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US Federal Government Disrespects Its People; $2 Trillion To Wall Street While Citizens Wait for Checks

Thursday, April 9, 2020, 8:43 am ET

At 8:30 am ET Thursday morning, April 9, 2020, the Labor Department announced that 6.6 million people applied for unemployment benefits last week. That's in addition to the nearly 10 million who applied for benefits the prior two weeks.

Have you received your $1200 check from the government yet?

Didn't think so. You are aware that Wall Street had access to $2 trillion weeks ago, right?

That's the number TWO (2) with twelve zeroes behind it. Like this: $2,000,000,000,000.

Bear in mind, the corporate money is coming to corporations via the Federal Reserve, which is not part of the federal government. It is and always has been a private bank, so there's really nothing "federal" about it. As far as the "reserve" portion of their name, they have no money in reserve. They have a balance sheet of nearly $6 trillion, all in various bonds or notes or obligations, otherwise known as debt. Much of it is not worth the paper its printed on or the electrons holding it in cyberspace.

There's no "reserves" at the Federal Reserve. They whip up currency out of thin air. A few keystrokes on their computer and viola! currency at their pleasure. The currency is represented by Federal Reserve Notes, or those pieces of paper some people carry around with pictures of dead presidents on them. Those are the ones, fives, 10s, 20s, 50s and 100-dollar bills floating around in the economy. There is only $1.75 trillion in actual printed currency according to the Federal Reserve. That's a little less than $6000 for every man, woman, and child in America.

The rest of the currency is in electronic form. The currency in your bank account is not really there. Try going to a bank branch and asking for $40,000 in cash, even if you have $100,000 in your account. First, you'd have to fill out IRS form 8300, because any transaction of $10,000 or more, the federal government wants to know about it. They think you might be a drug dealer, human trafficker, money launderer, or maybe a terrorist. It's all part of the Bank Secrecy Act, officially known as the Currency and Foreign Transactions Reporting Act. Then, after you've filled out the form, the bank's branch manager will likely tell you that they don't have that much money on hand. After that, you might have to come back on a later date to get some of it, make multiple trips, and go through a lot of hassle to get your hands on your currency.

This seems an appropriate place to explain the difference between money and currency. Here's Mike Maloney (an expert on the subject) to explain in less than three minutes:

The great financier, J.P. Morgan, put it in even simpler terms: Gold is money. Everything else is credit.

With that out of the way, have you received your $1200 yet?

No. Of course not. But Wall Street has already gotten theirs, and probably already spent it too. The stock market has been mostly up lately, the Dow Jones Industrial Average having risen from a close of 18,591.93 on March 23 to close at 23,433.57 Wednesday.

On March 17, Treasury Secretary Steven Mnuchin said President Trump would like to get money into the hands of people within two weeks. That was more than three weeks ago. Now, Mnuchin says the first direct deposits will be going out some time next week.

In other words, continue to wait. The government will be here to help in moments, er, days, er, weeks, maybe.

While Wall Street is open for business as usual, millions of Americans - roughly three quarters of the country - is under some form of stay-at-home or lockdown restriction. Ordinary people can't go to work, send their kids to school (they're closed), or venture beyond the boundaries of their own homes without some express, immediate need, like getting groceries, or picking up a prescription drug.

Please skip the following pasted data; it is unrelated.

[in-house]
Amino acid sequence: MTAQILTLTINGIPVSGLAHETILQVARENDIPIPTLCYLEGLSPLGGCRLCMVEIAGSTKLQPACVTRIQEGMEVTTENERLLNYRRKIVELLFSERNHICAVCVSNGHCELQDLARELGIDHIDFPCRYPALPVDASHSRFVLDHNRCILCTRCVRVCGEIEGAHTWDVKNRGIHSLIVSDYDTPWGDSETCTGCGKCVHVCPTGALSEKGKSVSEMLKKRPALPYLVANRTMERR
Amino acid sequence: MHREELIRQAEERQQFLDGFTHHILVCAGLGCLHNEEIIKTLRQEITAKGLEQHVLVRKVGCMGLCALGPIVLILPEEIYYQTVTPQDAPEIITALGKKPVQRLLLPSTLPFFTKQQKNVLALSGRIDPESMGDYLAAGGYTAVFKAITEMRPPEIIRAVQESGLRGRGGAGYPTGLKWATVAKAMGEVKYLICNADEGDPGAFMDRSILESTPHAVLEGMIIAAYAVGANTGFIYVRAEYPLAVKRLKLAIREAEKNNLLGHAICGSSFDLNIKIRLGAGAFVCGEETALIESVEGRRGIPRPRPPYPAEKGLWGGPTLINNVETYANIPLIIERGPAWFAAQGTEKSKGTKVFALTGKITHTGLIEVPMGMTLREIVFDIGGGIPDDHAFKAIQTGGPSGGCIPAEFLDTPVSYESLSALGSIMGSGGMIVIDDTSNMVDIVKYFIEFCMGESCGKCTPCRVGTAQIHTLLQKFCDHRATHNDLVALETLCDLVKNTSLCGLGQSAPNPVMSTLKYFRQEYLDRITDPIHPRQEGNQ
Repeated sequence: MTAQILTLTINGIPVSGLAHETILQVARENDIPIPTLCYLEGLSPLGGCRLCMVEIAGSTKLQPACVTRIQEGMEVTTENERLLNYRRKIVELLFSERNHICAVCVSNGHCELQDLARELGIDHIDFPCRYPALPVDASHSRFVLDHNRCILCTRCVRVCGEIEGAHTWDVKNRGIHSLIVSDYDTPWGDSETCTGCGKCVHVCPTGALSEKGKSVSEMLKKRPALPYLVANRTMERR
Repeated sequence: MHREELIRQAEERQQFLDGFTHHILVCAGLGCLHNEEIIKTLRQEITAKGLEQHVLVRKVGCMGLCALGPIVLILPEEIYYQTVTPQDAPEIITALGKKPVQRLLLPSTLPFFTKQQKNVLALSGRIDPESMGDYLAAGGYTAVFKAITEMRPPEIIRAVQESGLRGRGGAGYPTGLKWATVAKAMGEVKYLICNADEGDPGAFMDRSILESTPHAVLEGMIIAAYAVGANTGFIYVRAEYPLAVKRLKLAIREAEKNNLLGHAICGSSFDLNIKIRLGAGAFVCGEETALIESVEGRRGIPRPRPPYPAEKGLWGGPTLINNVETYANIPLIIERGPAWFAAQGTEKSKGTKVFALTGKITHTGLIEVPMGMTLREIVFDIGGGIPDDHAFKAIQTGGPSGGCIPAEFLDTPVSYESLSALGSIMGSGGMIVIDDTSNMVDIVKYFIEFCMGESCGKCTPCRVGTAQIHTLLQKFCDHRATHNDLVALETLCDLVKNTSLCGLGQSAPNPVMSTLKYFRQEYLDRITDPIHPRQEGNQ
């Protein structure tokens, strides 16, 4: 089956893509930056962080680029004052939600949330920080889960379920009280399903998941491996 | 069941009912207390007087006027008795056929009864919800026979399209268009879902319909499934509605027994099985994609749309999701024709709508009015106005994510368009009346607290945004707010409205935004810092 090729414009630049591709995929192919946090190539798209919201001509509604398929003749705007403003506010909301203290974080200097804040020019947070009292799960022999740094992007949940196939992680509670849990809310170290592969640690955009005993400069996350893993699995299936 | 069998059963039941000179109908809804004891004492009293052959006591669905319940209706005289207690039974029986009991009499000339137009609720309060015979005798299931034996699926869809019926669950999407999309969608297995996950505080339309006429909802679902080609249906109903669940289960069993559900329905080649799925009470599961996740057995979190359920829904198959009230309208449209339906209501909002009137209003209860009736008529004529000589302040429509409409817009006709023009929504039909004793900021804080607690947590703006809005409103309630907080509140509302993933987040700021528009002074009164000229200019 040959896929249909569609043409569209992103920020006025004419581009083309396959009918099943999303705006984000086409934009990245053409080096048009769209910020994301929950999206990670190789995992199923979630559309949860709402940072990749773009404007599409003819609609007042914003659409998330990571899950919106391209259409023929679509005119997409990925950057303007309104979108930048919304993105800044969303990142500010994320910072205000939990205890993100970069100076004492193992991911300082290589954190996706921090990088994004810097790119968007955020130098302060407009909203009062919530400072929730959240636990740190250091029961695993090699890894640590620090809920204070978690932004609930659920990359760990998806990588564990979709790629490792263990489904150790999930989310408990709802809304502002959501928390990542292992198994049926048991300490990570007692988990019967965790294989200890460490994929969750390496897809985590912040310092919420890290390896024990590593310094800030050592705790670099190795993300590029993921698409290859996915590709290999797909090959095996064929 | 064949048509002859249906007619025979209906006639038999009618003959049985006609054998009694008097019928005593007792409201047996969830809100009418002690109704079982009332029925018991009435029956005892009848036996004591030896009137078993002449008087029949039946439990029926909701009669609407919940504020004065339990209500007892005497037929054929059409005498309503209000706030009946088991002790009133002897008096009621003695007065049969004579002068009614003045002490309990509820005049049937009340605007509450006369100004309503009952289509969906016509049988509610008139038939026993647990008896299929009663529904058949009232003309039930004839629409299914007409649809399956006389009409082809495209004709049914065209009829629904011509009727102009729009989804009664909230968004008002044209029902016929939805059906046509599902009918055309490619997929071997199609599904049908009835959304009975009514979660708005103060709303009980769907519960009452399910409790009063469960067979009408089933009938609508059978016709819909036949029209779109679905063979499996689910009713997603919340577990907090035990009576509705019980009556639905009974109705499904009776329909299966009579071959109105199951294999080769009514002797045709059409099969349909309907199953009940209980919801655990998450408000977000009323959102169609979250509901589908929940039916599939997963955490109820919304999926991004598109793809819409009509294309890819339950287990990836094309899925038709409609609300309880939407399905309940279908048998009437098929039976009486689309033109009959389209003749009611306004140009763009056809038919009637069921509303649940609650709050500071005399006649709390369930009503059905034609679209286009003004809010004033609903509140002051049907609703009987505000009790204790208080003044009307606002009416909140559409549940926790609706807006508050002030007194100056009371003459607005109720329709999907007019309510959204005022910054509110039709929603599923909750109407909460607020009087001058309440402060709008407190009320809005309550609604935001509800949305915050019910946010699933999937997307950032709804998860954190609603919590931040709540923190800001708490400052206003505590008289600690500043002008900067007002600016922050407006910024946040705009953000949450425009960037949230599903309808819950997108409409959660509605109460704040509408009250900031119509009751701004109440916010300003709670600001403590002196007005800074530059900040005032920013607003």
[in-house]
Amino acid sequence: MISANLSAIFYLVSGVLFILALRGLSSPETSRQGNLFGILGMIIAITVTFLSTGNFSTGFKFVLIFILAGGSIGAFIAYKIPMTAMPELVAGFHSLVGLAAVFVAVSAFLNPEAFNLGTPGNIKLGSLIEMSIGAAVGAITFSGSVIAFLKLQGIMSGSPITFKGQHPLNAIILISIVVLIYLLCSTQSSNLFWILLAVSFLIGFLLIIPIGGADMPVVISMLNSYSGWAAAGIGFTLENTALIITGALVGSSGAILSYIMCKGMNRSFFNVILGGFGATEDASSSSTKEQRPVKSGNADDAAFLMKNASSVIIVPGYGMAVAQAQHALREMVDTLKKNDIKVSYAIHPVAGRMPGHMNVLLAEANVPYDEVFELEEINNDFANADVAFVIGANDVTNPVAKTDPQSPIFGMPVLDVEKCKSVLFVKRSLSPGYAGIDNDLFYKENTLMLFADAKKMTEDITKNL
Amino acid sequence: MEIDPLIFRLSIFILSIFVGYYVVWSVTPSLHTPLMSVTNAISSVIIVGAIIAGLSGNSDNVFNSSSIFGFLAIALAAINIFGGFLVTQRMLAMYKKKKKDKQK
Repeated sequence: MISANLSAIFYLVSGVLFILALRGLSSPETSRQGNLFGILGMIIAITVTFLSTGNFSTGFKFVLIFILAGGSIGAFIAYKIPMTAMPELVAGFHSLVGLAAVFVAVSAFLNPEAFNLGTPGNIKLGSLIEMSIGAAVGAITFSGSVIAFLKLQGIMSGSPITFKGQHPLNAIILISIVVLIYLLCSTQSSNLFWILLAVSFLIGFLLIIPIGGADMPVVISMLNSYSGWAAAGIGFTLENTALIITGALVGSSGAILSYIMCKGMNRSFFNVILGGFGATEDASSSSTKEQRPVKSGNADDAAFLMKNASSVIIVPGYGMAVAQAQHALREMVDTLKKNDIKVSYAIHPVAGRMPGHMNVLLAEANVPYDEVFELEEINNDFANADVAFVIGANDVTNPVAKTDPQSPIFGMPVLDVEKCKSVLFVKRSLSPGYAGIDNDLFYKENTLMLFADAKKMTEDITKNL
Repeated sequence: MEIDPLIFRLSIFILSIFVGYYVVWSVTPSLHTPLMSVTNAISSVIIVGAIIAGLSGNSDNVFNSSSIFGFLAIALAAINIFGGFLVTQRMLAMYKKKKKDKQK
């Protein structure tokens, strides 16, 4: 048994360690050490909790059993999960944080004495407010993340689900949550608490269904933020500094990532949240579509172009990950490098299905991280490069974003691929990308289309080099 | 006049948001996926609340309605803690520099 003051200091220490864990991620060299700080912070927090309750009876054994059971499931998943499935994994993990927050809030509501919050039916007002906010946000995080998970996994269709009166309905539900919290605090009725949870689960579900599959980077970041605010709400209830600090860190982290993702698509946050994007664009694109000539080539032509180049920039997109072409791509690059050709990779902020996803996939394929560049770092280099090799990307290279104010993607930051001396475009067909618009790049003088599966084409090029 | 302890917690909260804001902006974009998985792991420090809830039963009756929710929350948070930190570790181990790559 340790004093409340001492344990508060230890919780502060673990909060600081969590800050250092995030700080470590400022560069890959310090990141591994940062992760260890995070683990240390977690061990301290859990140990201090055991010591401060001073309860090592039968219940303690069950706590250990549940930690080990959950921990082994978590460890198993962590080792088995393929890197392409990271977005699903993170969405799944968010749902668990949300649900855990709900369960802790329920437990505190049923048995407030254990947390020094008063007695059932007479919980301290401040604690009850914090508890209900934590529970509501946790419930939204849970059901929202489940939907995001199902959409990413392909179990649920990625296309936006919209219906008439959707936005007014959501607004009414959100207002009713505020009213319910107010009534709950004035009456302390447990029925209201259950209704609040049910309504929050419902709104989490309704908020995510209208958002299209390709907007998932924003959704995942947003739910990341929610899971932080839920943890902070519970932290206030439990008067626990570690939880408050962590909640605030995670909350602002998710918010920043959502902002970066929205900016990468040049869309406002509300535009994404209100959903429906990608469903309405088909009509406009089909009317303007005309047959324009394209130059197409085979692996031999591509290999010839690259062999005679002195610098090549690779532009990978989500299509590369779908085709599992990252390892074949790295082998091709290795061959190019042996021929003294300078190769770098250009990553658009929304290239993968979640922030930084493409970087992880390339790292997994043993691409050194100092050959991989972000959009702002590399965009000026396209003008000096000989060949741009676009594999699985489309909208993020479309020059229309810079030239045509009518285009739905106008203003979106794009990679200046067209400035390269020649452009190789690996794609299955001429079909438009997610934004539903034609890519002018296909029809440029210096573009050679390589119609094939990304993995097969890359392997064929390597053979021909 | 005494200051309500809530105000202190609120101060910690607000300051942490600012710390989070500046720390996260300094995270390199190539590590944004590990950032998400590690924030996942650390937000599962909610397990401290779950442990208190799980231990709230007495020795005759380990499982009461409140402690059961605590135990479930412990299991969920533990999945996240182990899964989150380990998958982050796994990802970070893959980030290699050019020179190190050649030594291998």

It's a shame. It's also likely unconstitutional. Americans are supposed to have the right to freely assemble. It's in the Bill of Rights, the First Amendment:

Congress shall make no law respecting an establishment of religion, or prohibiting the free exercise thereof; or abridging the freedom of speech, or of the press; or the right of the people peaceably to assemble, and to petition the government for a redress of grievances.

So, not only does the federal government not want you to have any money, they also don't want you going anywhere or associating with other citizens. Because of COVID-19, the government has "suggested" people congregate at distances of six feet apart. Many states have outlawed meetings or congregations of 10 or more people, some, five or more. They don't want you to get together with your fellow citizens, either.

As you wait for your money from the government, ask yourself if $1200 is worth having your first amendment rights taken away. As with anything else that sounds too good to be true, like free money from the government, there are strings attached.

And, while you're pondering that, how about those small business loans that are supposed to help businesses that have been forced to close so that the coronavirus doesn't spread. Those non-essential businesses are getting the run-around from the very same banks (JP Morgan Chase, Citi, Bank of America, Wells Fargo) that were bailed out in 2009, continued to get favors from the Federal Reserve and the federal government since then, and have been getting oodles of cash over the past six months, even before the COVID-19 crisis.

Those loans are full of boondoggles and conditions that limit how much a business qualifies for and what they have to do in order to receive a loan and more conditions for loan forgiveness. It's likely that most small businesses would be better off not taking the loans, toughing it out, filing for reorganization under bankruptcy laws and moving forward without inept government assistance.

The American public is being conned and abused by the very people they voted into office along with the media, the banks, and the Federal Reserve. State and local governments are only marginally less disrespectful. It all stinks to high heaven.